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Entrepreneurship Always Leads to Inequality

Posted on Mar 10, 2014 in Authored, Harvard Business Review

Originally published in Harvard Business Review on March 10, 2014 “Inequality is bad.” “Inequality is dangerous.” “Our system is at risk due to increasing inequality.” Wealth inequality is on everyone’s minds these days: citizens, political leaders, economists, policymakers and yes, business leaders. Unfortunately, simpleminded thinking and insensitivity are often clouding the conversation. Deservedly vaunted venture capitalist Tom Perkins’ callous, arrogant and elitist recent comments should not serve as an expedient excuse to overlook an important “dirty little secret” about entrepreneurship, the acknowledged engine of economic growth:successful entrepreneurship always exacerbates local inequality, at least in the short run. The $19 billion sale of WhatsApp’s to Facebook made Koum and Acton, overnight, vastly wealthier than their next door neighbors. The Boston Innovation District’s meteoric real estate prices are pushing the very entrepreneurs who made the district sexy towards neighboring districts where rents have not tripled since 2010. Tel...

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The Pitfalls (and Upsides) of Partnering with Entrepreneurs

Posted on Oct 18, 2013 in Authored, Harvard Business Review, Print

Originally published in Harvard Business Review on October 18, 2013 To en·gage  ( n-g j ): To pledge or promise, especially to marry; to draw into; to involve; to enter into conflict with Corporate executives are exhorted daily by well-meaning public leaders that they should support their local entrepreneurs in order to be good corporate citizens and to bolster local economies. But engagement with entrepreneurs is not a question of conscience or moral imperative; it is a question of strategic self-interest. As any experienced corporate leader knows, engaging entrepreneurs has potentially the same spectrum of pleasure and pain reflected in the formal definition, from the prospect of inextricable involvement including conflict, to the promise of partnership, to the happy possibility of union in blissful corporate matrimony and acquisition. Let’s start with the pitfalls, because these are often ignored or discounted in...

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Harvard Business Review Press: Worthless, Impossible and Stupid

Posted on Jul 12, 2013 in Authored, Book Coverage, Harvard Business Review, Video, Videos and Radio

3 Videos by Daniel Eisenberg on his new book...

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Find Out if You’re a Scale-Up Entrepreneur with This Two-Minute Test

Posted on May 24, 2013 in Authored, Harvard Business Review, Print

Originally published on the Harvard Business Review, May 24, 2013 Cool ideas for new businesses are a dime a dozen. That — plus all the new tech enablers such as instant websites and e-commerce platforms — makes it deceptively easy to start up a new venture. The bigger challenge is to start up a big venture that just happens to be small at first. Fortunately, real entrepreneurs are growth-obsessed: they cringe when you call them “small.” In fact, I don’t think you can call something entrepreneurship unless it is driven by big vision, big aspiration, and a burning desire and ability to grow — that is a key message in my new book,Worthless, Impossible and Stupid (due out in July). In the book, I tell the stories of scale-up entrepreneurs from around the world, and how they beat the odds to make a mark...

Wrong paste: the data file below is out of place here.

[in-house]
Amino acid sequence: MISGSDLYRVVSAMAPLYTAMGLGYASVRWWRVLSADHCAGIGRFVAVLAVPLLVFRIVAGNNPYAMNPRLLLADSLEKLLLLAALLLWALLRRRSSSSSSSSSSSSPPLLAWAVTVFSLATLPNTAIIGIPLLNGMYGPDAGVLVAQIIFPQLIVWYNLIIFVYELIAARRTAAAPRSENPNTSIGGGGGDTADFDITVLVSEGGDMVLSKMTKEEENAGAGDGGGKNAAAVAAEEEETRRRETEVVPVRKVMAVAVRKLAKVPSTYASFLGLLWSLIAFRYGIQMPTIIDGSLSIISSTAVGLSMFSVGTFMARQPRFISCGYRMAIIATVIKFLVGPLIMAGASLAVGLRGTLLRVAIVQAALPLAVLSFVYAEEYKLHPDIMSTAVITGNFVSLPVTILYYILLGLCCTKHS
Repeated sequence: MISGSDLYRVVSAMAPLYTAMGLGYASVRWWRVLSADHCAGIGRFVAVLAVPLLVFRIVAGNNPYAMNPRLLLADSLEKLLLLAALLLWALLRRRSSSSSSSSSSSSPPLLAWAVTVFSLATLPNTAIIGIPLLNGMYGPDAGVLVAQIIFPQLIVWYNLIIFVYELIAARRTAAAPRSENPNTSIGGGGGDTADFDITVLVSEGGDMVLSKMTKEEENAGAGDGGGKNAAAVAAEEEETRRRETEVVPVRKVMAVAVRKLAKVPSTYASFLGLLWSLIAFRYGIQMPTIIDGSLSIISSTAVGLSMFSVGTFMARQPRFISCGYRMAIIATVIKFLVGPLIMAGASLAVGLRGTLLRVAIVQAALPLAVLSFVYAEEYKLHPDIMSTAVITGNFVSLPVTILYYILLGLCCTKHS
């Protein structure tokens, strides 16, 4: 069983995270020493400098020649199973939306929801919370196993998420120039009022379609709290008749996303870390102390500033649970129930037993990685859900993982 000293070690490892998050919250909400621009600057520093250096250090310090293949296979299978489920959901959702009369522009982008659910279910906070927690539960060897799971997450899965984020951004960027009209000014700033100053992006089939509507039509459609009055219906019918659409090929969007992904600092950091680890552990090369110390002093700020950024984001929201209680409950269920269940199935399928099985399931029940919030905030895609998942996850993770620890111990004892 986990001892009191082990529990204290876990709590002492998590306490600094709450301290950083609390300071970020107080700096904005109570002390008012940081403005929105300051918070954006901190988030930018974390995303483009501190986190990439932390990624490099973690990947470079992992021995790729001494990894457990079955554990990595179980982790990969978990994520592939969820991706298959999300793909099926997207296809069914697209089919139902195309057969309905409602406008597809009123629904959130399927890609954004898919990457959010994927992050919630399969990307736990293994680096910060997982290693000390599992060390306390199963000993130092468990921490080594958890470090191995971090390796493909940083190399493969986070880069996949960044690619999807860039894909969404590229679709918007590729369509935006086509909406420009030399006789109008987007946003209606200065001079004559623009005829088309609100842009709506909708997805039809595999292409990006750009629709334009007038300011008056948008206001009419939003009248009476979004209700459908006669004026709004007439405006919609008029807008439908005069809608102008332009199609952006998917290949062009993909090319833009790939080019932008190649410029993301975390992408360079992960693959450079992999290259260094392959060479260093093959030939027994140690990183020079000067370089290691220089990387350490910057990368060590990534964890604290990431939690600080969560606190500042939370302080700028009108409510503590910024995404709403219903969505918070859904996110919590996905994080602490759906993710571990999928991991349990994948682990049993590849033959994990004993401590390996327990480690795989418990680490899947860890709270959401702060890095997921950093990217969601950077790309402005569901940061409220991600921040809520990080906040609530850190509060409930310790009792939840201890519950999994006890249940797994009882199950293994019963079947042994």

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Enabling the Natural Act of Entrepreneurship

Posted on Apr 10, 2013 in Authored, Harvard Business Review, Print

Originally published on the Harvard Business Review, April 10, 2013 I met Slovenian entrepreneur, Sandi Cesko, in 2007 when his Ljubljana-based multi-channel retail operation, Studio Moderna, had about $70 million in sales. Not bad. I met him again two months ago: six years later he had scaled up by a factor of ten — all the result of organic growth — and employs over 6000 people. Even better. Scale-up means growth, and growth means jobs, wealth, and tax revenues. In a recent post onHBR.org, I called attention to the fact that we entrepreneurship promoters are too focused on start-up, and need to re-balance the dialog to support scale-up as well. That dialog includes all stakeholders, from the entrepreneurs themselves to investors to government policymakers. For you entrepreneurs, the challenges of scale-up are first and foremost the responsibility of managements and boards. Don’t go...

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When Big Companies Fall, Entrepreneurship Rises

Posted on Mar 18, 2013 in Authored, Harvard Business Review, Print

Originally published on Harvard Business Review, March 18, 2013 When a whale dies, the 30-100 ton body — or “whale fall” — slowly, silently sinks to the ocean bottom where it becomes the wellspring of a complex new microcosm of seabed flora and fauna that can thrive for well over half a century. These new ecosystems with their hundreds of species from flesh-eating sharks to sulphur-metabolizing worms also include “innovative start-ups” — previously undiscovered new sea animals that have naturally selected to flourish in the unique ecosystem. There are many ways that live “corporate whales” can cultivate entrepreneurship ecosystems — as investors with capital for ventures to grow, as customers who buy innovative products, or as marketing partners to give the small dynamic firms global reach. I am a big believer of the symbiotic necessity of large companies and entrepreneurial ventures living side...

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